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“Living in Anacostia, transitioning from public to private school, and back again, I have been told that I would not live to see 18 years old by numerous adults in the school system when I was young. At 16, I became three things. The first was a father to a handsome, and now a successful, young sailor son. The second, a cast member of City at Peace. Finally, a 38 year old black man with a wife and child, working and attending college for game art and design. All of this without a criminal record or any negativity around me. A great deal of this is due City At Peace. This family (as I call them), IS the level of support and positivity that should be in the lives of ALL youth. It doesn’t matter if you are from D.C., Alexandria, Baltimore, or Great falls. I am forever grateful for their guidance, and allowing me to tap my potential through being realistic and direct in this form of Performing Arts. Especially Sandi. I love you, momma. Ginny Lee thanks you from beyond.”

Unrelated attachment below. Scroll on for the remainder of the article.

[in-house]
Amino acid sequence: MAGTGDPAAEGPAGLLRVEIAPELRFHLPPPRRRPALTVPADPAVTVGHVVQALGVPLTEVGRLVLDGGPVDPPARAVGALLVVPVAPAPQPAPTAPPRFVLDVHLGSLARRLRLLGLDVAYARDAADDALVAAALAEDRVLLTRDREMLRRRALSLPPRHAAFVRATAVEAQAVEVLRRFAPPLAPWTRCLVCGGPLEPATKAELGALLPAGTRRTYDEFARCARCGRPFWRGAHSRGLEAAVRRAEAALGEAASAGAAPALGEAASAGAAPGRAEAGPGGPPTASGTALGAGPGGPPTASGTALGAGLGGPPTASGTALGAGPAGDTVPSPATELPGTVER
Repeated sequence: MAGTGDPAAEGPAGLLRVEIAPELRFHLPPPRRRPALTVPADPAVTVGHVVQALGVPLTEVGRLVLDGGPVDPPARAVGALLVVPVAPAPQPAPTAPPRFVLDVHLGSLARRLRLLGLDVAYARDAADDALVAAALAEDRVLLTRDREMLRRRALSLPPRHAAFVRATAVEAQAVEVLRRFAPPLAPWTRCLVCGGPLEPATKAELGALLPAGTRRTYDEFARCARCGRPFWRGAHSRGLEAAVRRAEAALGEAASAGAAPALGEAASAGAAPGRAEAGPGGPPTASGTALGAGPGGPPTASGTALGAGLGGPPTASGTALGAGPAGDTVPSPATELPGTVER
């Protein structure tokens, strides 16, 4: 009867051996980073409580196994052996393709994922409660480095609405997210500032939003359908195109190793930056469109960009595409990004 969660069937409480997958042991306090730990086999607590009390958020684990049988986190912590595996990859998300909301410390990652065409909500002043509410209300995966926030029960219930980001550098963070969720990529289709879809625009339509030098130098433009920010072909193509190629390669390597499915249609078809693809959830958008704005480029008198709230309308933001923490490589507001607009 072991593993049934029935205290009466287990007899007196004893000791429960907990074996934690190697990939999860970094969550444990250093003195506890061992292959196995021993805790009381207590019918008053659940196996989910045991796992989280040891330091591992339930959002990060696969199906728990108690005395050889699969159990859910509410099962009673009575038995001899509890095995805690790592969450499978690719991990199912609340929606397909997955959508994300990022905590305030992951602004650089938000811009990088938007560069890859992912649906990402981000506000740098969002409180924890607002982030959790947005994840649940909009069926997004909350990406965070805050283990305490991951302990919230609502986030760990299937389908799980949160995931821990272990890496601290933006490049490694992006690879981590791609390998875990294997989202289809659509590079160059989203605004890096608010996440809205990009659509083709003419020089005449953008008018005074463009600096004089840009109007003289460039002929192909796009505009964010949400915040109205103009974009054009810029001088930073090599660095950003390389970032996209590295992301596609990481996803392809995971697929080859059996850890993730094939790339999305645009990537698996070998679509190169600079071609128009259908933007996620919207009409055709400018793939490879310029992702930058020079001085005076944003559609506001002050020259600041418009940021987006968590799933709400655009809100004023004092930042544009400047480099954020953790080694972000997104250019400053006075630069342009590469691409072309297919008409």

Kassim (K.C.) McNeilCity
Peace Cast member: 1997-2002

“I have had the opportunity to work with many organizations that profess to want to help children and work with public schools. Most of them have high ideals and goals but have difficulty translating those ideas into reality as well as staying committed to working with our children. City at Peace, however, was able to talk the talk and walk the walk. On the first day, they were able to capture the hearts of our children and kept that fire burning until the end of the program. They were able to maintain a high standard of behavior and expectations, kept students engaged and active, and presented a rigorous, thought-provoking, insightful curriculum that made a lasting impression on the students.